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--> BIOGRAPHICAL SKETCHES OF PANEL MEMBERS AND ADVISORS Panel Members William E. Gordon (chair) is a member of the National Academy of Sciences and the National Academy of Engineering. His professional career has been devoted to designing and developing radio communication systems (e.g., tropospheric forward scatter) and powerful radars (e.g., incoherent scatter) for studying the Earth's atmosphere. During his military service and at the University of Texas, he studied the effects of atmospheric refraction on radars; he received a Ph.D. in electrical engineering from Cornell for work on radio wave propagation. He is known as "the father of the Arecibo Observatory" for his work, with others, in conceiving that facility and directing its design, construction, and early operations. He served as professor, dean of science and engineering, and provost at Rice University, where he is a distinguished professor emeritus. Dr. Gordon is also a member of the Japan National Academy of Engineering and a fellow of the American Association for the Advancement of Science, the American Geophysical Union, and the Institute of Electrical and Electronics Engineers. He received the van der Pol Medal from the International Union of Radio Science (URSI), the Arctowski Medal from the National Academy of Sciences, the Centennial Medal from the IEEE, and honorary medals from the Soviet Academy of Sciences and the Bulgarian Academy of Sciences. Richard A. Anthes is president of the University Corporation for Atmospheric Research (UCAR), a nonprofit consortium that manages the National Center for Atmospheric Research (NCAR) and collaborates with many international meteorological institutions. Dr. Anthes received his B.S., M.S., and Ph.D. degrees from the University of Wisconsin-Madison. He has been a research scientist at the National Oceanic and Atmospheric Administration (NOAA), a professor of meteorology at Pennsylvania State University, and director of NCAR. Dr. Anthes, a fellow of the American Meteorological Society (AMS), was awarded the Meisinger and Charney awards of the AMS for his research on the theory and modeling of tropical cyclones and mesoscale meteorology. In addition to publishing more than 90 peer-reviewed articles and books, he has been a member or chair of more than 30 national committees for the National Aeronautics and Space Administration (NASA), NOAA, AMS, the National Science Foundation, and the National Research Council. David Atlas is a distinguished visiting scientist at the NASA Goddard Space Flight Center, where he was formerly the director of the Laboratory for Atmospheric Sciences. He received his B.S. from New York University and his M.S. and D.Sc. from the Massachusetts Institute of Technology (MIT). He has been the chief of the Weather Radar Branch, Air Force Cambridge Research Laboratories, a professor at the University of Chicago, and a program director at NCAR. In addition to serving as president of the AMS, he received the Rossby, Meisinger, Abbe, and Remote Sensing awards of that society for his work in radio science and meteorology. He has also received awards from the American Institute of Aeronautics and Astronautics, the Royal Meteorological Society, and NASA. He was president of the Inter-Union Commission on Radio Meteorology of the URSI and the International Union of Geophysics and Geodesy. Robert F. Brammer is currently a vice president and technical director at TASC, where he heads several interorganizational technology programs for independent research and development, university research, and new business activities. He led the development of TASC's Computing Technology Center, where research is conducted on digital mapping, precision guidance, remote sensing, nondestructive testing, photo-sensor realistic scene generation, and computational fluid dynamics. The center also evaluates advanced computing architectures for the government and industry. In addition to a decade of work on Trident submarine programs at TASC, Dr. Brammer initiated programs to develop ground stations for meteorological satellites, which led to TASC's
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--> acquisition of WSI Corporation. TASC/WSI is the largest private-sector provider of value-added meteorological and oceanographic information services. Prior to joining TASC, Dr. Brammer worked on real-time software and groundstation engineering for Apollo and Skylab at NASA Goddard Space Flight Center. He also did research on adaptive control, coherent communications, and precise time transfer. Dr. Brammer received his B.S. degree from the University of Michigan and his M.A. and Ph.D. degrees in mathematics from the University of Maryland. He is a member of a number of professional and honorary societies. Kenneth C. Crawford is a professor of meteorology at the University of Oklahoma, director of the Oklahoma Climatological Survey, and the state climatologist. He came to the university after 28 years with the National Weather Service (NWS), where he was a research meteorologist at the National Severe Storms Laboratory, an operational meteorologist, and a senior field manager. Professor Crawford is director of the Oklahoma Mesonet, a statewide network of 115 automated observing and transmitting stations, and the senior administrative official for the OK-FIRST project to improve the dissemination of weather information to local public safety officials. Dr. Crawford is a fellow of the AMS and has made numerous international presentations. He earned his B.S. from the University of Texas at Austin, his M.S. from Florida State University, and his Ph.D. from the University of Oklahoma. George J. Gleghorn retired from TRW Space and Technology Group as vice president and chief engineer. During 37 years at TRW, he contributed to numerous "firsts" in space flight, including Pioneer I, the first NASA spacecraft; Pioneer 5, which reported the first data from interplanetary space; Intelsat III, the first satellite to broadcast live television worldwide; the Orbiting Geophysical Observatory; and NASA's tracking and data relay satellite. He also contributed to Pioneers 6, 10, and 11 and the development of the Atlas, Thor, and Titan ballistic missiles. Earlier, he worked at Hughes Aircraft and the Jet Propulsion Laboratory (JPL) and served in Korea as a naval officer. Dr Gleghorn holds a B.S. from the University of Colorado and a Ph.D. in electrical engineering and mathematics from the California Institute of Technology. He is a fellow of the American Institute of Aeronautics and Astronautics and a member of the National Academy of Engineering and the NASA Aerospace Safety Advisory Panel. He recently chaired two studies for the National Research Council on orbital debris and its potential effects on the International Space Station and has participated in design and readiness reviews for NASA spacecraft. David S. Johnson worked for 26 years on the U.S. operational meteorological satellite program and the cooperative international network of meteorological satellites and ground stations. He retired from NOAA as the assistant administrator for satellites. After retirement, he consulted on remote sensing satellite systems and served for eight years as a study director at the National Research Council for the post Challenger evaluation of NASA's risk management and as first director of the National Weather Service Modernization Committee. Mr. Johnson received A.B. and M.S. degrees in meteorology from the University of California, Los Angeles. He is a fellow of the AMS, American Geophysical Union, and American Astronautical Society and an associate fellow of the American Institute of Aeronautics and Astronautics. He was president of the AMS in 1974 and has received numerous awards from government agencies and professional societies. Veronica F. Nieva is a social and organizational psychologist whose research has focused on evaluating the effectiveness of procedural, organizational, and technological interventions in public-sector organizations, military institutions, and private industry. Her consulting and research are aimed at understanding, measuring, and improving human resource and organizational functioning. She has also studied the work behaviors of women in relation to gender issues in the workplace at Westat. Dr. Nieva is a vice president and director of the Organizational and Management Research Group at Westat. Previously, she worked at The Urban Institute, the Advanced Research Resources Organization, and the Institute for Social Research (University of Michigan). She has taught at the Ateneo de Manila University in the Philippines and the University of Michigan. Dr. Nieva holds an M.A. and Ph.D. in organizational psychology from the University of Michigan and an M.A. in social psychology from the Ateneo de Manila University. She has published two major books and numerous articles and technical reports. Dorothy C. Perkins is deputy associate director of flight projects for Earth Observing System (EOS) Information Systems at NASA Goddard Space Flight Center where she is in charge of implementing the EOS Data and Information System, which includes the ground systems for spacecraft control and the processing, archiving, and distribution of scientific data from the NASA Earth Sciences Enterprise missions. She previously served as deputy director of applied engineering and technology at Goddard, mission services manager for the NASA Space Operations Management Office, chief of the Mission Operations and Systems Development Division at Goddard, and manager of information system technology programs at Goddard. Robert J. Serafin worked at Hazeltine Research Corporation, where he designed and developed high-resolution radar systems, and then at Illinois Institute of Technology (IIT) and IIT Research Institute. He joined NCAR as manager of the Field Observing Facility, and, in 1980, he became director of the Atmospheric Technology Division. Since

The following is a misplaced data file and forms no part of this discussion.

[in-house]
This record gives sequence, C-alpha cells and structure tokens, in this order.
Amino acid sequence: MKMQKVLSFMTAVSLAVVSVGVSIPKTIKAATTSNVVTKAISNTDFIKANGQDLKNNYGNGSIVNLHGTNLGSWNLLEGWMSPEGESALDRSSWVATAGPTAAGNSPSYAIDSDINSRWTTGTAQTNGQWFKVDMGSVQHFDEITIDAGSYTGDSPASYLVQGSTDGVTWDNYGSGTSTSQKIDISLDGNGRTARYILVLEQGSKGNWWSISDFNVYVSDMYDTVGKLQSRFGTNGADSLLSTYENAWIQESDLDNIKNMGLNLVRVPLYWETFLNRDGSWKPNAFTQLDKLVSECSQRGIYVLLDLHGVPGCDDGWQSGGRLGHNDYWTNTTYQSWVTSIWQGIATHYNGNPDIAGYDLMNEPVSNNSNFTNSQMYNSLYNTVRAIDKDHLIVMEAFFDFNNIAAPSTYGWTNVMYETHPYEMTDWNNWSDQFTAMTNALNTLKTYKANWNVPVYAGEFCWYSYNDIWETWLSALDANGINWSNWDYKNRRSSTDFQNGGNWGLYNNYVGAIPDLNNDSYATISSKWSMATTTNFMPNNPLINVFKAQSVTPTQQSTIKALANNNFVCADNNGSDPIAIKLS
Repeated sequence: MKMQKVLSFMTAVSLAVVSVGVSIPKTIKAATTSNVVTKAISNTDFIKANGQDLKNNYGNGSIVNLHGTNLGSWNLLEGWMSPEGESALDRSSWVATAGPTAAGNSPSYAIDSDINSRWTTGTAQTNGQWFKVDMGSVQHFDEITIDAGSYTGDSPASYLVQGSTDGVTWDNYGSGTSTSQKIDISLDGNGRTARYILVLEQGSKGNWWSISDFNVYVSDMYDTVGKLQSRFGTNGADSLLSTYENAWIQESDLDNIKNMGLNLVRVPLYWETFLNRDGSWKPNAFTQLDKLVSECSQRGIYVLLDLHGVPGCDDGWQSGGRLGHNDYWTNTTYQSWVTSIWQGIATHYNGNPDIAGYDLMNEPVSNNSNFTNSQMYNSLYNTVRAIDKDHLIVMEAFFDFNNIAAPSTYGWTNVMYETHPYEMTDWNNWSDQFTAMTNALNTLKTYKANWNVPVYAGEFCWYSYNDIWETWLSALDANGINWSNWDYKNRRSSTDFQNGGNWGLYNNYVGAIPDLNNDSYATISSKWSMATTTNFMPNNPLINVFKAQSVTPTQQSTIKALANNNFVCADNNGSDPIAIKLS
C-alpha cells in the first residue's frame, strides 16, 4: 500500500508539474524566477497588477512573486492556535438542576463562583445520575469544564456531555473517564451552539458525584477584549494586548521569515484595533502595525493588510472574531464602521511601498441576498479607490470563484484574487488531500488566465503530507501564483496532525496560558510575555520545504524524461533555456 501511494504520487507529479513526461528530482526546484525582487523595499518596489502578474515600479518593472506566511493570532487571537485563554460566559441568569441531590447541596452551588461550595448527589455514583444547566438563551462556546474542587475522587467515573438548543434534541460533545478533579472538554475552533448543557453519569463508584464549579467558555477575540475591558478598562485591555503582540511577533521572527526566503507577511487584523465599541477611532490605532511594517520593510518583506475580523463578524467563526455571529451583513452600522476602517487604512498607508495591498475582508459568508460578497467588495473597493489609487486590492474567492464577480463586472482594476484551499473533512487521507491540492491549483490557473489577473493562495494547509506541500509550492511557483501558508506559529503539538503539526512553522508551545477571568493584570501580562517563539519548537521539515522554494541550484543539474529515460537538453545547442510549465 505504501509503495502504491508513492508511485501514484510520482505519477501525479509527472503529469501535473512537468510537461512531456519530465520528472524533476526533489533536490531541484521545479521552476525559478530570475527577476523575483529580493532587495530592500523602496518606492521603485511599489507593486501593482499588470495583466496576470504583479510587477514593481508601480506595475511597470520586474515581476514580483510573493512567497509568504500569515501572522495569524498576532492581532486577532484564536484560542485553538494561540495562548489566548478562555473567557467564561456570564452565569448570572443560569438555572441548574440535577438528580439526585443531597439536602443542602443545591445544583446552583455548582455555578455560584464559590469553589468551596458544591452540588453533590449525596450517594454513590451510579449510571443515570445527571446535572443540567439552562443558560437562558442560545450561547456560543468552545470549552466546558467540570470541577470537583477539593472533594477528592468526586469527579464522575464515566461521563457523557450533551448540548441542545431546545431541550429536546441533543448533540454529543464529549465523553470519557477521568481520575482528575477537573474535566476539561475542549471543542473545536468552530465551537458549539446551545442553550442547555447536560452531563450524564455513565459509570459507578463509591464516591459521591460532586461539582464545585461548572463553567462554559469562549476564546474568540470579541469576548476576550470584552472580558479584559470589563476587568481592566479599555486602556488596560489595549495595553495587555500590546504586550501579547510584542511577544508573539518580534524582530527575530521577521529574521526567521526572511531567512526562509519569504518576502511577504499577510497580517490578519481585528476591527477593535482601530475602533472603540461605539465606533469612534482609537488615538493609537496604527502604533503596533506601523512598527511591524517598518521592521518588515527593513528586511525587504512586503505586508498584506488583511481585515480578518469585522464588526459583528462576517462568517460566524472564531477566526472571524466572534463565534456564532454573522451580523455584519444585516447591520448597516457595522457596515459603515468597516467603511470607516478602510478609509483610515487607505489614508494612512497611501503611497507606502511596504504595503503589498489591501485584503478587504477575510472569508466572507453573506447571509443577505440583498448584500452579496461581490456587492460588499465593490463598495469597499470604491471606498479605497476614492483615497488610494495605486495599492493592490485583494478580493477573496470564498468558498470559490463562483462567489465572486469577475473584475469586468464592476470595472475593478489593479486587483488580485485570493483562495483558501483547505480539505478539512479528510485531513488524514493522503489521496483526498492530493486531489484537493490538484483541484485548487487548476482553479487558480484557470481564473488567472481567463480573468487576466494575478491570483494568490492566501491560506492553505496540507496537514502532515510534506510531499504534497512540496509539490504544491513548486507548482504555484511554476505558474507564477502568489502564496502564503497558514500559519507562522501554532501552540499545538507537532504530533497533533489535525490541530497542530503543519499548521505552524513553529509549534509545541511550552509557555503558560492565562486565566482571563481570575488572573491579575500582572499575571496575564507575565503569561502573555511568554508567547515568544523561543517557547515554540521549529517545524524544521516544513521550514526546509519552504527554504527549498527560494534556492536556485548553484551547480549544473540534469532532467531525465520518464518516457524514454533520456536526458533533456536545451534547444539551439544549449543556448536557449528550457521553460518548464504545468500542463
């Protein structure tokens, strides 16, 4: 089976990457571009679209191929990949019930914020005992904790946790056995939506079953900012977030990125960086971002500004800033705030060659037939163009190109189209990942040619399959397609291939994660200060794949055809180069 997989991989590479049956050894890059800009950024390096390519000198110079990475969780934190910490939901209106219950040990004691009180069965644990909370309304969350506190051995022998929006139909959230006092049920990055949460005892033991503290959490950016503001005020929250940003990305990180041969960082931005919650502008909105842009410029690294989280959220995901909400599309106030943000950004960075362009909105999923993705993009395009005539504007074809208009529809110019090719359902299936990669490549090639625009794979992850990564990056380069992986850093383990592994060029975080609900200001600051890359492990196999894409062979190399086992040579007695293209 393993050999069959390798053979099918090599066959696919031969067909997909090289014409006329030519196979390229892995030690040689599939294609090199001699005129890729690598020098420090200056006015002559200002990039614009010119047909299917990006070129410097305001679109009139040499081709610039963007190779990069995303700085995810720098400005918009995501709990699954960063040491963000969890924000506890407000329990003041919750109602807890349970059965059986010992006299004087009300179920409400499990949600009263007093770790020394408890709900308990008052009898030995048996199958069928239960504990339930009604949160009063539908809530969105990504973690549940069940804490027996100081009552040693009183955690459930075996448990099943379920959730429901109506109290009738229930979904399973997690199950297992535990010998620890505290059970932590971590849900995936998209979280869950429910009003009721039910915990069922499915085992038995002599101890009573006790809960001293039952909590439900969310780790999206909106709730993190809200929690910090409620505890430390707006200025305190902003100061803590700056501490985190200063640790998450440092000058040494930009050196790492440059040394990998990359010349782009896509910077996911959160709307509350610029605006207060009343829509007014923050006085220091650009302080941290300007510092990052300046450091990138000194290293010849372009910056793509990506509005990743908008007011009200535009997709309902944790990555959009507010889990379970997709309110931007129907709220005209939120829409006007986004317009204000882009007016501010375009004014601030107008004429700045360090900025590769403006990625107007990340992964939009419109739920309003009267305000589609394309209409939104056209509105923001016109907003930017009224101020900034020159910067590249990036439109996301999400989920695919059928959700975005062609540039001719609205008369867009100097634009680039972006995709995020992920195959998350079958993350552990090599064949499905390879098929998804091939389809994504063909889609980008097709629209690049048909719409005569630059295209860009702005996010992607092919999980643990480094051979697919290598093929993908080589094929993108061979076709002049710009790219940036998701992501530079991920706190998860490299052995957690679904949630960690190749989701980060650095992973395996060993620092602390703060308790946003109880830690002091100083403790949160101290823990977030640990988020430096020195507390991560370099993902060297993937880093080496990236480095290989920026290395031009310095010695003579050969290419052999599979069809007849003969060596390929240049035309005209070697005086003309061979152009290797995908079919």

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--> 1989, he has been director of NCAR. Dr. Serafin has published more than 50 technical and scientific papers, holds three patents, and founded the Journal of Atmospheric and Oceanic Technology. He received B.S., M.S., and Ph.D. degrees in electrical engineering from Notre Dame University, Northwestern University, and IIT, respectively. He has served on several National Research Council studies, and was chair of the National Weather Service Modernization Committee. He is a member of the National Academy of Engineering and a fellow of the AMS and the IEEE. Paul L. Smith is professor emeritus at the South Dakota School of Mines and Technology. Dr. Smith received a B.S. in physics and an M.S. and Ph.D. in electrical engineering from the Carnegie Institute of Technology, where he subsequently was on the faculty. He worked at Midwest Research Institute before moving to the Institute of Atmospheric Sciences, where he served as director from 1981 to 1996. His major research interests are radar meteorology, cloud physics, and weather modification. Dr. Smith has held numerous other posts, including an postdoctoral fellow at the National Science Foundation; visiting professor in meteorology at McGill University; chief scientist at Air Weather Service Headquarters, Scott Air Force Base; visiting scientist at the Alberta Research Council; Fulbright Lecturer in radar meteorology at the University of Helsinki; and member of the executive committee of the International Commission on Clouds and Precipitation. He has twice chaired the AMS Committee on Radar Meteorology and is currently on the NEXRAD Technical Advisory Committee. Arthur 1. Zygielbaum is the director of research and development, as well as the assistant director, of Nebraska Educational Telecommunications, which is associated with the University of Nebraska, Lincoln. He took these posts in 1998, after 30 years at the JPL, where his positions included manager of Science Information Systems, deputy manager of the Information Systems Division, and co-principal investigator for the Consortium for the Application of Space Data to Education. At JPL, Mr. Zygielbaum developed systems for spacecraft navigation, measurement of solar charged particle densities, and tests of general relativity theory. He also created JPL's Minority Science and Engineering Initiatives Program. Mr. Zygielbaum holds a B.S. in physics from the University of California, Los Angeles, and an M.S. in electrical engineering from the University of Southern California. He holds several patents, has received numerous NASA awards, and served on the National Weather Service Modernization Committee. Advisors William D. Bonner, senior research associate at NCAR, spent 20 years with the NWS as director of the eastern region, deputy director of the NWS, and director of the National Meteorological Center. His Ph.D. in geophysical sciences (meteorology) is from the University of Chicago. He has taught at the University of California, Los Angeles, and the University of Maryland. For his NWS service, he received two Senior Executive Service awards (presidential rank) and the Department of Commerce Gold Medal. An AMS fellow and past president, Dr. Bonner served twice on the AMS Council. Dara Entekhabi, an assistant professor in hydroclimatology and hydrometeorology at MIT, holds two M.A. degrees, in statistical climatology and stochastic hydrology, from Clark University and a Ph.D. in civil engineering (global hydrology and climate modeling) from MIT. He is a member and fellow of the American Geophysical Union, a member of the AMS, and a member of the National Weather Service Modernization Committee. Charles L. Hosler is a fellow and past president of the AMS and a member of the National Academy of Engineering. From 1947 to 1991, he was on the faculty of Pennsylvania State University, where he was professor and head of the Department of Meteorology, dean of the College of Earth and Mineral Sciences, senior vice president for research, dean of the graduate school, acting executive vice president, and provost. He was chairman of the board and acting president for UCAR and has served on the National Advisory Committee for Oceans and Atmosphere, the National Science Board, and the World Meteorological Organization's panel of experts on education and training. For the National Research Council, Dr. Hosler chaired the Board on Atmospheric Sciences and Climate and the National Weather Service Modernization Committee, as well as serving on many other panels and committees. He currently chairs the board of the Penn State Research Foundation. He has an M.S. and Ph.D. from Pennsylvania State University. Albert J. Kaehn, Jr., retired from the U.S. Air Force with the rank of brigadier general after commanding the Air Weather Service. Prior to that post, he served as commander of the Third Weather Wing at Offutt Air Force Base; as the assistant for environmental sciences in the Office of the Undersecretary, Defense Research and Engineering; and in various other command and staff positions in the Air Weather Service. He received an M.A. in mathematics from the State University of New York and a B.S. in meteorology from Pennsylvania State University. He is a fellow and past president of the AMS and has served on its executive and governing councils. For his Air Force service, he received, among other honors, the Air Force Distinguished Service Medal, the Legion of Merit, and a Bronze Star. After retiring, General Kaehn worked for Global Weather Dynamics, Inc., and Harris Corporation; he is currently a consultant on organization, management, system development, and business development. He has chaired several committees for the National Research Council.